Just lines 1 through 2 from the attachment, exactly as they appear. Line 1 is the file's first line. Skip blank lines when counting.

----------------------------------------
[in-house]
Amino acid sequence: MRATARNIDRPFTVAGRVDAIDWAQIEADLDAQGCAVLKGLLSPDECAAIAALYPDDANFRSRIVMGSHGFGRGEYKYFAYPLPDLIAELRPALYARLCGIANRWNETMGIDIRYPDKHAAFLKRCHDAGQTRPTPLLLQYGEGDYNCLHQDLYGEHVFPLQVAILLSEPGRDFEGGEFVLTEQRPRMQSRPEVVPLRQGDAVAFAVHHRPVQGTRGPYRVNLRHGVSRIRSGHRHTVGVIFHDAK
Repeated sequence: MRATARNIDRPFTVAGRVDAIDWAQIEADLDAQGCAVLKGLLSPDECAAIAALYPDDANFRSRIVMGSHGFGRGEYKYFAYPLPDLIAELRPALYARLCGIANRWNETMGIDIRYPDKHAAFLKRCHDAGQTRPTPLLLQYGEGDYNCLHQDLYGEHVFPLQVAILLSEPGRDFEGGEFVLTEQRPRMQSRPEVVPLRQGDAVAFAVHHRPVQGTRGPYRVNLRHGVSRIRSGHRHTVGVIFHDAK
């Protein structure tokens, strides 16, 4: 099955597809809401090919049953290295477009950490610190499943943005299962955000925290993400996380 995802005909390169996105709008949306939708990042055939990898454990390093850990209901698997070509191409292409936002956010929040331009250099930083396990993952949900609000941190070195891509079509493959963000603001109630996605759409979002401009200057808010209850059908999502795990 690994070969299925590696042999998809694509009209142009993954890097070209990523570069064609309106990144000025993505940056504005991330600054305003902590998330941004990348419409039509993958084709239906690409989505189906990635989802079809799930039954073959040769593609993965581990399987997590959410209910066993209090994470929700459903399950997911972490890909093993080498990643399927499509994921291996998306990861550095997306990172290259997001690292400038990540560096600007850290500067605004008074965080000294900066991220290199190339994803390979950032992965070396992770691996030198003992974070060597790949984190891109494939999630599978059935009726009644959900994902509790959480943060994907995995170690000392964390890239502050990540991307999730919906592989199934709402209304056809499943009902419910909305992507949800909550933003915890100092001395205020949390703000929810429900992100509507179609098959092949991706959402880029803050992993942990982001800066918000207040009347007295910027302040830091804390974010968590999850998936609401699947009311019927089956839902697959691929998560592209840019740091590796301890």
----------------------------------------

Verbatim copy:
[in-house]
Amino acid sequence: MRATARNIDRPFTVAGRVDAIDWAQIEADLDAQGCAVLKGLLSPDECAAIAALYPDDANFRSRIVMGSHGFGRGEYKYFAYPLPDLIAELRPALYARLCGIANRWNETMGIDIRYPDKHAAFLKRCHDAGQTRPTPLLLQYGEGDYNCLHQDLYGEHVFPLQVAILLSEPGRDFEGGEFVLTEQRPRMQSRPEVVPLRQGDAVAFAVHHRPVQGTRGPYRVNLRHGVSRIRSGHRHTVGVIFHDAK